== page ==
Wild Edibles

Jerusalem Artichokes

January 15, 2015
A daffodil

Several years ago we planted some Jerusalem artichoke (sun choke) tubers in our garden. Since then, every fall we dig up dozens of tubers. Regardless of how many we remove they return every year, and have spread all throughout the area.

Yellow flowers of the Jerusalem Artichoke
Yellow flowers of the Jerusalem Artichoke

They can be prepared much like other root vegetables, but unfortunately most methods of preparation result in the same problem, farts! These tasty tubers are high in inulin, a sweet fiber that ferments inside us, and creates gas. Consequently, like so many others before us, we had all but given up eating these delicious tubers, as the joy of eating them was outweighed by the repercussions. However, we have since discovered two methods of preparing them that removes the gas problem.

Jerusalem Artichoke tubers

A couple of years ago, when I had a large harvest, I decided to preserve some through fermentation (somewhat similar to kosher pickles). The fermented pieces proved to be perfectly edible, very tasty and lacked any side effects.

Sunchokes Au Gratin
Sunchokes Au Gratin

The second discovery happened last year when I chopped a bunch of tubers, dehydrated them, and then ground them into flour.  I used it much in the same way that I use acorn flour, mixed roughly 50/50 with all purpose flour. The resultant pastry tasted good and gave us no issues with gas. The only drawback was that the pastry crust tended to be a little crumbly.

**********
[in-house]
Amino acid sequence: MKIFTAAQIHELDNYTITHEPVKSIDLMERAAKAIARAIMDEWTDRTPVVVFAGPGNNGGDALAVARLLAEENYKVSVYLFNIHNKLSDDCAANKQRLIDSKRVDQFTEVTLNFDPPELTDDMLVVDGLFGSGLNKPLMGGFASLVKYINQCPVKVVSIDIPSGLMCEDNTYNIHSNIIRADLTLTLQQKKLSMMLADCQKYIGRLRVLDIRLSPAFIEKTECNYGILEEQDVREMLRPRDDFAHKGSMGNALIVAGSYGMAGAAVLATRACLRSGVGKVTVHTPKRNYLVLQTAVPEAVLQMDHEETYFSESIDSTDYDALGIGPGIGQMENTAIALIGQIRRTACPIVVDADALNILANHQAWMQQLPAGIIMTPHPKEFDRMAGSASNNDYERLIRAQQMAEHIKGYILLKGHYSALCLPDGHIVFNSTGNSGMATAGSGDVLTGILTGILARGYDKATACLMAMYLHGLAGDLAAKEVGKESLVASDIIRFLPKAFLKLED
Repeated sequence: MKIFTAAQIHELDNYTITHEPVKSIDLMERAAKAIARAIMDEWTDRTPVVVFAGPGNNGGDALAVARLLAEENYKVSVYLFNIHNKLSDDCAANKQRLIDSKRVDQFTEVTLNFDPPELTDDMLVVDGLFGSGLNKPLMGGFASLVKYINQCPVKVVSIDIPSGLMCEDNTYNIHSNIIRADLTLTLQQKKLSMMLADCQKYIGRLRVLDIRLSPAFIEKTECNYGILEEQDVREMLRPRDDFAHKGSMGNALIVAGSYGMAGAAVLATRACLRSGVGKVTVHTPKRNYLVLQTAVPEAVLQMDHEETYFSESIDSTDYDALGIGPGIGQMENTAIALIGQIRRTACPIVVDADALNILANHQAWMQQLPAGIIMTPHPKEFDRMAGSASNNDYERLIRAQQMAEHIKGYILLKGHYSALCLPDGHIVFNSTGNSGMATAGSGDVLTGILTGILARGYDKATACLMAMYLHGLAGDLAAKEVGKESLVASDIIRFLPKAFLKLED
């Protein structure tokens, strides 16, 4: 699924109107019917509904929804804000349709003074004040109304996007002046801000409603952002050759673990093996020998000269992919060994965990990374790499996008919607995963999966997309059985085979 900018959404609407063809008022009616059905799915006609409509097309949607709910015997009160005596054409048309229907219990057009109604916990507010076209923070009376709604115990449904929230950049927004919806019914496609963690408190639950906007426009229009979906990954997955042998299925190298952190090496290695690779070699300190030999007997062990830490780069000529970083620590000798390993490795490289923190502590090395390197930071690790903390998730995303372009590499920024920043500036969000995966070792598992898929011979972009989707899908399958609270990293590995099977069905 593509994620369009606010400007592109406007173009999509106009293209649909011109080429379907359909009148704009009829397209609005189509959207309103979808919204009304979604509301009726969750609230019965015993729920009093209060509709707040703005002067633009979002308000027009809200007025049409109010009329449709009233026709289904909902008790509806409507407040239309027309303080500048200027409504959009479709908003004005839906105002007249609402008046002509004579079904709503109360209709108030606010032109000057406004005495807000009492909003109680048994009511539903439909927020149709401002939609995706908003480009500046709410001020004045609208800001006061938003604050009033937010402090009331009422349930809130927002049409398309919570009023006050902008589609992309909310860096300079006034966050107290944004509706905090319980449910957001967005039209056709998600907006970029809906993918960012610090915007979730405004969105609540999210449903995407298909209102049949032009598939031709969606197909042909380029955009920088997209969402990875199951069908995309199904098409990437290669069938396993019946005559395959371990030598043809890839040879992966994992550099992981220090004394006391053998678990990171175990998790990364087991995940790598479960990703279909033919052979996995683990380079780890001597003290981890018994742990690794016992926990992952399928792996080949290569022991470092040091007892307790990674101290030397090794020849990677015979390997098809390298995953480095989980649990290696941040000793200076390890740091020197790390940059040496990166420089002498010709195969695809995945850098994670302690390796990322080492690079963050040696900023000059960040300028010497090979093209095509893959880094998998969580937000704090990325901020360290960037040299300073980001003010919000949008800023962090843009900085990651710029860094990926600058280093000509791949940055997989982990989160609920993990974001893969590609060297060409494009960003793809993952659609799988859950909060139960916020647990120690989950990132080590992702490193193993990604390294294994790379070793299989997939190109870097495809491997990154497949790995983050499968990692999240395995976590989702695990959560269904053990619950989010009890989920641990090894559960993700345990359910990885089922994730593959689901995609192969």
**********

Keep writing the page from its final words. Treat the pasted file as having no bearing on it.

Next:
Sunchoke meat pies
Sunchoke meat pies

The other day, I decided to make some sun choke meat pies, in the tradition of Cornish pasties (one of my all time favorite hand foods).  My wife and I had some for dinner, and once again survived the experience fart-free.  I’ve eaten them several times since with similar results.


Paul Tappenden is the Rockland Forager. He leads identification walks once a month in our area. See regularly updated blogs, videos, events, and what he and other foragers, herbalists, and naturalists are up to at www.suburbanforagers.com.